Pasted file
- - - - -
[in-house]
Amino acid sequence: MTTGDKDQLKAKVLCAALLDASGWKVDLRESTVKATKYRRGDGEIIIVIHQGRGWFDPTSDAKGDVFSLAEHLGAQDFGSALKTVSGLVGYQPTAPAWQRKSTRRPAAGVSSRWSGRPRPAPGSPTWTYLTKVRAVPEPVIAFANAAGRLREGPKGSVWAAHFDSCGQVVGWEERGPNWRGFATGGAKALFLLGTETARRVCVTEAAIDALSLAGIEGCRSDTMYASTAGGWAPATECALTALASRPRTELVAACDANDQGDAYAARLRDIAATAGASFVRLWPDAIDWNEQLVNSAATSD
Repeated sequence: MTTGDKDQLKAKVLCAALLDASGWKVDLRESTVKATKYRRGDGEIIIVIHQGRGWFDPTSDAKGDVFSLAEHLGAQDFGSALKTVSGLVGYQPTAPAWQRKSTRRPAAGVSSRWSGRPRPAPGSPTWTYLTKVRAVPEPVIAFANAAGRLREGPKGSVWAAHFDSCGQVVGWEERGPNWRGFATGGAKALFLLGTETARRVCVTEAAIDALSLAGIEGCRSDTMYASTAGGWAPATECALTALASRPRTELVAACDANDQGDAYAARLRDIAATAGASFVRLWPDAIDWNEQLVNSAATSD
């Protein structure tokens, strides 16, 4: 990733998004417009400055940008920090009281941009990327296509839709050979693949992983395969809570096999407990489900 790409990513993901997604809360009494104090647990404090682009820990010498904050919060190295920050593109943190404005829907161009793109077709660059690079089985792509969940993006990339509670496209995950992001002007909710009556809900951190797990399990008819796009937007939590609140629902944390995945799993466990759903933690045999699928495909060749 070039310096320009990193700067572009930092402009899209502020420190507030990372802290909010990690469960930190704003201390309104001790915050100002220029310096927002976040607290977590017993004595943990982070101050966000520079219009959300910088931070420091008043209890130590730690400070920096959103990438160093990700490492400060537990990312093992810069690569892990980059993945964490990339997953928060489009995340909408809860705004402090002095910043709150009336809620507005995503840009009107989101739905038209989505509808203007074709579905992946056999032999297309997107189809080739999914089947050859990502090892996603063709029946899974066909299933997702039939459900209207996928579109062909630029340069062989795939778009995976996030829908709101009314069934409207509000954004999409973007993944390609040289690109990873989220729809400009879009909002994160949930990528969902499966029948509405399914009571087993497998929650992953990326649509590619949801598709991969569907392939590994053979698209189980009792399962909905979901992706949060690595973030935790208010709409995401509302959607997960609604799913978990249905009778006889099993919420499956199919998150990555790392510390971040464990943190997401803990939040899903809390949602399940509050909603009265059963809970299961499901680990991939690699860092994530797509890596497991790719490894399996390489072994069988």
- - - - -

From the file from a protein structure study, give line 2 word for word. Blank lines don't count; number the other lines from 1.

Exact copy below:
Amino acid sequence: MTTGDKDQLKAKVLCAALLDASGWKVDLRESTVKATKYRRGDGEIIIVIHQGRGWFDPTSDAKGDVFSLAEHLGAQDFGSALKTVSGLVGYQPTAPAWQRKSTRRPAAGVSSRWSGRPRPAPGSPTWTYLTKVRAVPEPVIAFANAAGRLREGPKGSVWAAHFDSCGQVVGWEERGPNWRGFATGGAKALFLLGTETARRVCVTEAAIDALSLAGIEGCRSDTMYASTAGGWAPATECALTALASRPRTELVAACDANDQGDAYAARLRDIAATAGASFVRLWPDAIDWNEQLVNSAATSD